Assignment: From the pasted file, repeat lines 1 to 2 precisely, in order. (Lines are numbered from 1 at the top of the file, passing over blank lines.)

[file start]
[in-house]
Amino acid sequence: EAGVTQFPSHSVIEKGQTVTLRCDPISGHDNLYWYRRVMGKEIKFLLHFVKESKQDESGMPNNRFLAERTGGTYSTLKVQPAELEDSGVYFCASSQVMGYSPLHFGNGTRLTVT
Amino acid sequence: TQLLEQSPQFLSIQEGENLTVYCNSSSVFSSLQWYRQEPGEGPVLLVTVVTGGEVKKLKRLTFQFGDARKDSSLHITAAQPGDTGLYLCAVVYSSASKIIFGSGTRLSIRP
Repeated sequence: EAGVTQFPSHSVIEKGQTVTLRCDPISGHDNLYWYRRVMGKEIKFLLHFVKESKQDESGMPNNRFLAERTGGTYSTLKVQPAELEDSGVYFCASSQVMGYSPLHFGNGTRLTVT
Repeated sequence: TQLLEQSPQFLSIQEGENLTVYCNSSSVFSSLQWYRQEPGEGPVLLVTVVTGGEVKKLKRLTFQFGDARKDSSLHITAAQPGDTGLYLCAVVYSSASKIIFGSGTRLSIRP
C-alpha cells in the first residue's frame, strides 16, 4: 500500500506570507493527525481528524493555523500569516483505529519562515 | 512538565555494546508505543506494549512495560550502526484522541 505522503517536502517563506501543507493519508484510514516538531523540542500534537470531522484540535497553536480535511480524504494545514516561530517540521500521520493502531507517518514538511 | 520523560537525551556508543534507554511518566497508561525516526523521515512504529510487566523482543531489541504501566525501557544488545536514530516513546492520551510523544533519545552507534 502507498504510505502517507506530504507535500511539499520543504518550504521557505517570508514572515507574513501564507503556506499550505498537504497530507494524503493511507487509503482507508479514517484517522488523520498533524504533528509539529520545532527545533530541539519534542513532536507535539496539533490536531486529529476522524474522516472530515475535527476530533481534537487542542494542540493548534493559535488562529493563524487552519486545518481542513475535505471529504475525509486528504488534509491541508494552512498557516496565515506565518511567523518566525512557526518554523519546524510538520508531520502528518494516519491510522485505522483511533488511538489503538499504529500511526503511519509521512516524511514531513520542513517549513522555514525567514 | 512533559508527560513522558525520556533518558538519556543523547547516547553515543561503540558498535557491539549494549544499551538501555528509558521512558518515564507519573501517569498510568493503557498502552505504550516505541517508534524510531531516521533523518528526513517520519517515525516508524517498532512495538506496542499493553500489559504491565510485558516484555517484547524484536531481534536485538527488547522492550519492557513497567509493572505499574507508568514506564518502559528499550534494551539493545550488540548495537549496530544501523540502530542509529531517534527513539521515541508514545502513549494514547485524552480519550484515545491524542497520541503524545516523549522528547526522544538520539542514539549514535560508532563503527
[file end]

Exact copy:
[in-house]
Amino acid sequence: EAGVTQFPSHSVIEKGQTVTLRCDPISGHDNLYWYRRVMGKEIKFLLHFVKESKQDESGMPNNRFLAERTGGTYSTLKVQPAELEDSGVYFCASSQVMGYSPLHFGNGTRLTVT